The following article is for entertainment purposes only. It is not intended as scholarly research or as a final authority on the subject.
It’s Wild-Card Wednesday here at Full-Tilt Backwood’s Boogie. If you’ve watched Angel Heart with Mickey Rourke, you know that Wednesday is anything can happen day. It’s the same deal here at Full-Tilt Backwoods Boogie. Anything–and I mean anything–can happen.
Let’s get on with it.
The Devil’s Rejects, directed by Rob Zombie, is one of my all-time favorite movies. I haven’t been as impressed with any of Mr. Zombie’s other work, but he set the bar pretty high with The Devil’s Rejects.
[Note: If you love The Devil’s Rejects as much as I do, here’s a link to a wonderful wiki someone put together, which includes all the characters’ backstories.]
The Devil’s Rejects is not scary. It makes you uncomfortable. There were points during which I had to look away from the screen. At other points of the movie, I laughed–because it was hysterical.
In The Devil’s Rejects, Mr. Zombie blurred the line between good and bad so well, I cheered for the villains without having made the conscious decision to do so.
I love it when a film makes me think. Many viewings of The Devil’s Rejects followed that first viewing. How could I have cheered for those monsters? I came up with a lot of answers, and it changed the way I think about writing a hero…and a villain.
I realized something else, too, something that perked the antennae of my research nerd.
During the final scene of The Devil’s Rejects, “Free Bird” by Lynyrd Skynyrd plays. No dialogue is audible. However, in the final moments of the film, the family, if their moving lips and nodding heads are any indication, has a conversation. Baby says something. Otis and Captain Spaulding laugh. Otis leans forward and fiddles with the dashboard.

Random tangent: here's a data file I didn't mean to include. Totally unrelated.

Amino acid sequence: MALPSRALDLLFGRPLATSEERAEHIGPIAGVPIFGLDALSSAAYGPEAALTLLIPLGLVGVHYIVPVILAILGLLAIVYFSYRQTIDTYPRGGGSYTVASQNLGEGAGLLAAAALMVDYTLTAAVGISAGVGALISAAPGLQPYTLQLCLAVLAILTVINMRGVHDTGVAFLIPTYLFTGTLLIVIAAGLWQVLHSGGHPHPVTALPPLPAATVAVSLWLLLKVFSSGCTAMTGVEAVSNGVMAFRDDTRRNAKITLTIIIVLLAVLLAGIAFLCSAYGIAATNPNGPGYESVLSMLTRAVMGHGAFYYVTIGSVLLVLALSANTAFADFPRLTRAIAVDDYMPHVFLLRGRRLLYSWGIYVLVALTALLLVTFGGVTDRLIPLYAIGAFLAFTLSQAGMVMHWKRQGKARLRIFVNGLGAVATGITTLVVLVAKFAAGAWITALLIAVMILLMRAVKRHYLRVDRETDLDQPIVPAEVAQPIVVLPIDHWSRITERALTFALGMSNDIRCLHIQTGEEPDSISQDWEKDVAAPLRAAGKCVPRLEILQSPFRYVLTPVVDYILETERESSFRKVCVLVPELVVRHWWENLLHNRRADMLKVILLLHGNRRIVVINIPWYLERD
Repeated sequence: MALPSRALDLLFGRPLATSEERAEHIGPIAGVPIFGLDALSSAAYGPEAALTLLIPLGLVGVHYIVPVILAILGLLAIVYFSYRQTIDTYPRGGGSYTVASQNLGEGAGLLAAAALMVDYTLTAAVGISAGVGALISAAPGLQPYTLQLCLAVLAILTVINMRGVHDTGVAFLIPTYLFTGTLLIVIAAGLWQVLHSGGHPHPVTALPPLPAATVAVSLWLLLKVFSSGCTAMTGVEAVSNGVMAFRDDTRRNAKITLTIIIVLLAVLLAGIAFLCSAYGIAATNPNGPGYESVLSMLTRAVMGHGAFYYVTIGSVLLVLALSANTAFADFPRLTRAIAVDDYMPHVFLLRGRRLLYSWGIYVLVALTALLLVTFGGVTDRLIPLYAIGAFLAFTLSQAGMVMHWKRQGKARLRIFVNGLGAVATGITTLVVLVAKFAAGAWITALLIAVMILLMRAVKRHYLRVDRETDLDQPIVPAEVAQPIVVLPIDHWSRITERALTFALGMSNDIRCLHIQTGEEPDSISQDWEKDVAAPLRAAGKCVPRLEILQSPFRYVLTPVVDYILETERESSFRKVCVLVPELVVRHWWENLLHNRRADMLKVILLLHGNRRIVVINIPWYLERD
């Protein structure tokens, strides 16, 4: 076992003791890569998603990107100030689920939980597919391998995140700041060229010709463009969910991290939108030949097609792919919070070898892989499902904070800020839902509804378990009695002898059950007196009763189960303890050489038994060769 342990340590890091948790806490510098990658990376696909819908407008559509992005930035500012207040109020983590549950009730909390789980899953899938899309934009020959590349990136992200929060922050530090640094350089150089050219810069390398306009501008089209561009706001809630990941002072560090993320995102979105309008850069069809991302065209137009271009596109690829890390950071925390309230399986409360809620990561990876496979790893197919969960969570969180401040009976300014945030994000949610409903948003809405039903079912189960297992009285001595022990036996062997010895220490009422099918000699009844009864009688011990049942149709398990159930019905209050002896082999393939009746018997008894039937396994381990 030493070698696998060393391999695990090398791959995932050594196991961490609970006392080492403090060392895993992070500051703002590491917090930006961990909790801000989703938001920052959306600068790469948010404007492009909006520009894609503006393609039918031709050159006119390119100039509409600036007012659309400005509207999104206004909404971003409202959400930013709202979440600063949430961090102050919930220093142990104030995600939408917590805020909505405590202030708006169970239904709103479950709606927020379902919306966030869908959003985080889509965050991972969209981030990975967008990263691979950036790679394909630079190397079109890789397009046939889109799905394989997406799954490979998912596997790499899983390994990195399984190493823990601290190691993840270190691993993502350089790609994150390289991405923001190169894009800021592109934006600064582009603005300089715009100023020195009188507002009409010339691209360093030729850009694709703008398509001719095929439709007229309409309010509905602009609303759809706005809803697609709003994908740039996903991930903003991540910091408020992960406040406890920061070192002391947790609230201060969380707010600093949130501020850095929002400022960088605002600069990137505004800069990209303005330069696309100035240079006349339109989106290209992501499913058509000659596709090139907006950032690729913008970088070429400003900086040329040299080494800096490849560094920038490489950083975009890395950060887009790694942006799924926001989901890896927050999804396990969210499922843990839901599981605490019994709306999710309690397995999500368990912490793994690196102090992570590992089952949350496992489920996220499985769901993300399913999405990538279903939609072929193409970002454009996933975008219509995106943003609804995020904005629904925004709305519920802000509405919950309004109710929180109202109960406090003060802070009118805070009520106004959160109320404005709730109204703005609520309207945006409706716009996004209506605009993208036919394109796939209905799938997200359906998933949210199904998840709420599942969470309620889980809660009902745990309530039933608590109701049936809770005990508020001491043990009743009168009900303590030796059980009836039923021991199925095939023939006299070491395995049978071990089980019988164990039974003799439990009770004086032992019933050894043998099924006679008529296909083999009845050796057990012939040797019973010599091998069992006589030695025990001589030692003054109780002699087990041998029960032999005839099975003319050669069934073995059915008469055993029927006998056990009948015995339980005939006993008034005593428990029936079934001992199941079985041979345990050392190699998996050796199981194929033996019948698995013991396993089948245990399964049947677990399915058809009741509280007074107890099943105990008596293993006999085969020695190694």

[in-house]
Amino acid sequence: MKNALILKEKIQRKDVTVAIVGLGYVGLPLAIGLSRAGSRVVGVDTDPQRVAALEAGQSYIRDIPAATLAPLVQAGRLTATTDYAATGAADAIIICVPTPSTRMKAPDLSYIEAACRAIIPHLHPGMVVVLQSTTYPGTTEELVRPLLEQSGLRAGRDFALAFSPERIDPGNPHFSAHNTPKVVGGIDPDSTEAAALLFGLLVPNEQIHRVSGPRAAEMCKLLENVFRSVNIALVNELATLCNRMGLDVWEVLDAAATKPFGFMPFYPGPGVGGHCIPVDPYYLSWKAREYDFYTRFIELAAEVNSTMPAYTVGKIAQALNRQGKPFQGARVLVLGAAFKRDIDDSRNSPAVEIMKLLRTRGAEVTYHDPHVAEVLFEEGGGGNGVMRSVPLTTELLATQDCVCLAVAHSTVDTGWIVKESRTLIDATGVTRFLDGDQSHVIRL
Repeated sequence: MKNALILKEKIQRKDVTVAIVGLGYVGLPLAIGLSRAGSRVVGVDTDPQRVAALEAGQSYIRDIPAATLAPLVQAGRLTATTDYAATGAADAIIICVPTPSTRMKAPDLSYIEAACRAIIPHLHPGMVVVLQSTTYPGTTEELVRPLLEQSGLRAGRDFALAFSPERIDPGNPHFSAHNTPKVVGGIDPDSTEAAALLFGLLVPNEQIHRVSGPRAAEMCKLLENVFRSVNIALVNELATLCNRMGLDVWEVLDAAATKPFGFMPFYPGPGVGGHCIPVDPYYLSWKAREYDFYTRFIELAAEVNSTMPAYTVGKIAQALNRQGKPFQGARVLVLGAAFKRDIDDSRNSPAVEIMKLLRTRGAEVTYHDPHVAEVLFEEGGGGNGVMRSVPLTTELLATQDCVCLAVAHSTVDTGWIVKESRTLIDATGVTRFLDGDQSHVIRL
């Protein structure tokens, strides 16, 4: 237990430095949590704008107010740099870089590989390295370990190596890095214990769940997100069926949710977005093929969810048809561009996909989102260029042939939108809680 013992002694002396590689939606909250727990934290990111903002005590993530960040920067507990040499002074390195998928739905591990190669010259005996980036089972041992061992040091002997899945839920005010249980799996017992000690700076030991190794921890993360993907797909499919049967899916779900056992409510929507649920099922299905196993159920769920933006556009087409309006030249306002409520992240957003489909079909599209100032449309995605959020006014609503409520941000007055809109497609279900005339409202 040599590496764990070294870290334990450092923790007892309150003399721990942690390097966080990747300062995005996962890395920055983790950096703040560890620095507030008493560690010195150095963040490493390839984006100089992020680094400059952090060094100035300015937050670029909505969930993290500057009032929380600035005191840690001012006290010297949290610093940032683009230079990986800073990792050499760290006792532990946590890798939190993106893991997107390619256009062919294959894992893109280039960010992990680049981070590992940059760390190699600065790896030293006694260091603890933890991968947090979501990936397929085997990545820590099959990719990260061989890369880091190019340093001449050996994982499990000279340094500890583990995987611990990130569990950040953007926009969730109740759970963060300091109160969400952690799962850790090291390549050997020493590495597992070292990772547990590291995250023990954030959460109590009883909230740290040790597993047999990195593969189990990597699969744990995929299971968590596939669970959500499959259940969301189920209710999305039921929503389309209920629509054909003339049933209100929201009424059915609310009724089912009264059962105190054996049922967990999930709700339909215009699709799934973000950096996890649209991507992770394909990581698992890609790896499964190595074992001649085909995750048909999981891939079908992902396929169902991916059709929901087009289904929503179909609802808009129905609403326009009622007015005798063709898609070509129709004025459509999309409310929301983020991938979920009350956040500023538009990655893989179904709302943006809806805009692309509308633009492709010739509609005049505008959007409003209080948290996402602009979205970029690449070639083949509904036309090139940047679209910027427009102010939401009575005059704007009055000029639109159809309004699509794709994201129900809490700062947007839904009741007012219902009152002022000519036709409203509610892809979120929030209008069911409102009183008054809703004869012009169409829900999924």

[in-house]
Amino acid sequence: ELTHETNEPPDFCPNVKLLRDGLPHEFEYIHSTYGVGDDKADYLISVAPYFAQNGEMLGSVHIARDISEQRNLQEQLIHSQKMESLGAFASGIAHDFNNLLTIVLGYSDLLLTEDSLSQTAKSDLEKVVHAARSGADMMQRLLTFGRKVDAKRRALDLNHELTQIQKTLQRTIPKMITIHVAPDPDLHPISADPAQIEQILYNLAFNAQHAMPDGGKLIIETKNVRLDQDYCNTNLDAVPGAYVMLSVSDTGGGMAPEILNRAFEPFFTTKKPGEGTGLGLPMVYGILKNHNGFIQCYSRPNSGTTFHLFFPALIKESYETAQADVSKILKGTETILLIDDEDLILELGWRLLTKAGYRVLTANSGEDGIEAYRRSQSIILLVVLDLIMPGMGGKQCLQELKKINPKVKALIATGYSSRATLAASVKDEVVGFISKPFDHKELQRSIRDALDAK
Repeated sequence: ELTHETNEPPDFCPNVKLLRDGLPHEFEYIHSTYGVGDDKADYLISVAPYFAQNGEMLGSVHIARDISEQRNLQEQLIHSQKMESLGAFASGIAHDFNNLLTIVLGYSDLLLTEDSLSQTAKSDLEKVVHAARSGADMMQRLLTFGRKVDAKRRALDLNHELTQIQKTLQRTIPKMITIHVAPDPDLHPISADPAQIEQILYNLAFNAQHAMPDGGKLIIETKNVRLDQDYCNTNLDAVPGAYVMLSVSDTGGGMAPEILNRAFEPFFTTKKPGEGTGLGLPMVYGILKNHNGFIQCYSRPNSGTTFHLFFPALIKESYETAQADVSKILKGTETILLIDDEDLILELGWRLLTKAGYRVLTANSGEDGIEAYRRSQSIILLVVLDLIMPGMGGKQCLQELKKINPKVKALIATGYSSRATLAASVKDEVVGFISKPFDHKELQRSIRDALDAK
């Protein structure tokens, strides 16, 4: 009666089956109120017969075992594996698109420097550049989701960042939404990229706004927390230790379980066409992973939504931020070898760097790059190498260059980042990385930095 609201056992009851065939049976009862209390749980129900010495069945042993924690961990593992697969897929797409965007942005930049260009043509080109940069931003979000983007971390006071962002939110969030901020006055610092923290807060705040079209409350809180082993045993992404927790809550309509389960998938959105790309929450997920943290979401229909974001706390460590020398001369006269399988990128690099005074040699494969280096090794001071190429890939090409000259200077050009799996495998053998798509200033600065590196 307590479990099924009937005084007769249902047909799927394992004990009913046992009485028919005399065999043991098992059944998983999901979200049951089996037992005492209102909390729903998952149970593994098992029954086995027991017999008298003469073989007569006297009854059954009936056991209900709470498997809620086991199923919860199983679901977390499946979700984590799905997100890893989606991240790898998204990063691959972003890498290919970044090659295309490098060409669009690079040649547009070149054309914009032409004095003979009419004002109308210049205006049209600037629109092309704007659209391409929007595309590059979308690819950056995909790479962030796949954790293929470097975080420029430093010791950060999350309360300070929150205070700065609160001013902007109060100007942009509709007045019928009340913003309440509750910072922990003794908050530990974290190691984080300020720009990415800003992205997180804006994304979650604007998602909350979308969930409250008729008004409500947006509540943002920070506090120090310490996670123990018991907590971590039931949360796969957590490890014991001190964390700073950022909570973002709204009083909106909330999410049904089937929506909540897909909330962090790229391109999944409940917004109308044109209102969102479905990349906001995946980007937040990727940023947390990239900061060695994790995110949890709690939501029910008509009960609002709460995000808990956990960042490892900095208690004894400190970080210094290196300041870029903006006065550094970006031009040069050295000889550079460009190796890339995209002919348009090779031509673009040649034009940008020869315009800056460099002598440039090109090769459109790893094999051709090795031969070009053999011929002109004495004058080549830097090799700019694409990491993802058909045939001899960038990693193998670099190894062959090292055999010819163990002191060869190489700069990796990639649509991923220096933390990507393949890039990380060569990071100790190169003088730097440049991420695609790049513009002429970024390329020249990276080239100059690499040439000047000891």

The following is a SPOILER. If you watch this scene, you will know how the Devil’s Rejects ENDS.
Still gonna watch it? Okay. The part to which I am referring happens at about 4:00 minutes mark.
I found an interview where Rob Zombie (or maybe Sherri Moon Zombie) says Rob Zombie wrote dialogue even for the scenes where music played and we, the audience, just saw the character’s lips moving.
The Zombie interviewed said, in the final scene of the movie, Baby tells Otis she doesn’t like the song on the radio. She wants him to change it because she doesn’t want that song to be the last one she hears. Otis changes the song, asks if that’s better, and they all laugh.
Since then, I’ve thought about that many times. If I were in the situation the Rejects were in, and I had my entire music library at my fingertips, what song would I pick? This is a hard question, since I have about 7000 songs in my music library.